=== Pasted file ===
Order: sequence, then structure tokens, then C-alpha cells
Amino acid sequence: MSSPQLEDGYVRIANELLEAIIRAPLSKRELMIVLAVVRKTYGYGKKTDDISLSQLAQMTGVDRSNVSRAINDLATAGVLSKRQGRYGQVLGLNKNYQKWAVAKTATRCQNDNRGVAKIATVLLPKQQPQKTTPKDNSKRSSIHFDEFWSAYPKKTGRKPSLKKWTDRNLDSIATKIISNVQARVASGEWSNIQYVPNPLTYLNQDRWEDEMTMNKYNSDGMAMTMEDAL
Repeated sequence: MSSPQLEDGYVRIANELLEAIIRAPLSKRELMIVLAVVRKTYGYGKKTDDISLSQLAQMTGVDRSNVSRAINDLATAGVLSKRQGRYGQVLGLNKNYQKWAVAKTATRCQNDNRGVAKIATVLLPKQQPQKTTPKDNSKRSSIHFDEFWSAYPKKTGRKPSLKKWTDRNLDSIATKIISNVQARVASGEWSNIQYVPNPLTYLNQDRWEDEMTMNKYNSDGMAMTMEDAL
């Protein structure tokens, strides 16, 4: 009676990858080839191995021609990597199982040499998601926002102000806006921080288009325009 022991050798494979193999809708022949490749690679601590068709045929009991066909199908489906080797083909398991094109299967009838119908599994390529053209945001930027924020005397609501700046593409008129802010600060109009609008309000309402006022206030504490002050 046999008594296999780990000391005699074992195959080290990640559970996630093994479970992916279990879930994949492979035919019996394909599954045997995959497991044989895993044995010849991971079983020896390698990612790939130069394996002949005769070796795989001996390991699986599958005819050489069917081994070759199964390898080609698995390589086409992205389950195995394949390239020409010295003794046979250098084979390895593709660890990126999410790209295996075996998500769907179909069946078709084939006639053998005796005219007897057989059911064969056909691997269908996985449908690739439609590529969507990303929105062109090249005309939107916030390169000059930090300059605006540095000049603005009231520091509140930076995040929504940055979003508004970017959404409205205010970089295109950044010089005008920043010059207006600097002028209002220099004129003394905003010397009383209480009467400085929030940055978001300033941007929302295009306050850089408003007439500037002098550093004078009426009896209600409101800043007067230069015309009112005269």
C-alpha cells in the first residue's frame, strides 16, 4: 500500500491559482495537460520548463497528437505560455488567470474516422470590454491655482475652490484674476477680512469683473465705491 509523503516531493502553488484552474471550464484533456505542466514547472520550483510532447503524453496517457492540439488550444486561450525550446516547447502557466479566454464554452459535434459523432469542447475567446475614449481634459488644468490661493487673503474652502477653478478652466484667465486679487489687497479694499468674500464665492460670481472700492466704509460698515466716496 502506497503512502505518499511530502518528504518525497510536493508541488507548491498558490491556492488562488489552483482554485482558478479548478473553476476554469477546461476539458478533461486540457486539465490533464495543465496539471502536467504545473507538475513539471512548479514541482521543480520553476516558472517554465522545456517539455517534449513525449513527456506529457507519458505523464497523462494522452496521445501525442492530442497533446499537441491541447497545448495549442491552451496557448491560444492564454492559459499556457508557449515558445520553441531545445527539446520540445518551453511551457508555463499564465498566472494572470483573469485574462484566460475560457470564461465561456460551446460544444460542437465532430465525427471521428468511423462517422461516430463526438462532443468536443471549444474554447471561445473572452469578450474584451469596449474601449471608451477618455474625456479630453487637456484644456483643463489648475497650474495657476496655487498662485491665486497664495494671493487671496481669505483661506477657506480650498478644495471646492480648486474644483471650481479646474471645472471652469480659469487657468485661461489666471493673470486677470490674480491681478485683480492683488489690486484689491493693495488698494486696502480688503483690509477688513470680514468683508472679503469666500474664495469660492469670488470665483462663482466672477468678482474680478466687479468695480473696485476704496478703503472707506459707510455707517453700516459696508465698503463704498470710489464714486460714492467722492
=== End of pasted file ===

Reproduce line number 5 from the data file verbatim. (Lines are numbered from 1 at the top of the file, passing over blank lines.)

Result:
C-alpha cells in the first residue's frame, strides 16, 4: 500500500491559482495537460520548463497528437505560455488567470474516422470590454491655482475652490484674476477680512469683473465705491 509523503516531493502553488484552474471550464484533456505542466514547472520550483510532447503524453496517457492540439488550444486561450525550446516547447502557466479566454464554452459535434459523432469542447475567446475614449481634459488644468490661493487673503474652502477653478478652466484667465486679487489687497479694499468674500464665492460670481472700492466704509460698515466716496 502506497503512502505518499511530502518528504518525497510536493508541488507548491498558490491556492488562488489552483482554485482558478479548478473553476476554469477546461476539458478533461486540457486539465490533464495543465496539471502536467504545473507538475513539471512548479514541482521543480520553476516558472517554465522545456517539455517534449513525449513527456506529457507519458505523464497523462494522452496521445501525442492530442497533446499537441491541447497545448495549442491552451496557448491560444492564454492559459499556457508557449515558445520553441531545445527539446520540445518551453511551457508555463499564465498566472494572470483573469485574462484566460475560457470564461465561456460551446460544444460542437465532430465525427471521428468511423462517422461516430463526438462532443468536443471549444474554447471561445473572452469578450474584451469596449474601449471608451477618455474625456479630453487637456484644456483643463489648475497650474495657476496655487498662485491665486497664495494671493487671496481669505483661506477657506480650498478644495471646492480648486474644483471650481479646474471645472471652469480659469487657468485661461489666471493673470486677470490674480491681478485683480492683488489690486484689491493693495488698494486696502480688503483690509477688513470680514468683508472679503469666500474664495469660492469670488470665483462663482466672477468678482474680478466687479468695480473696485476704496478703503472707506459707510455707517453700516459696508465698503463704498470710489464714486460714492467722492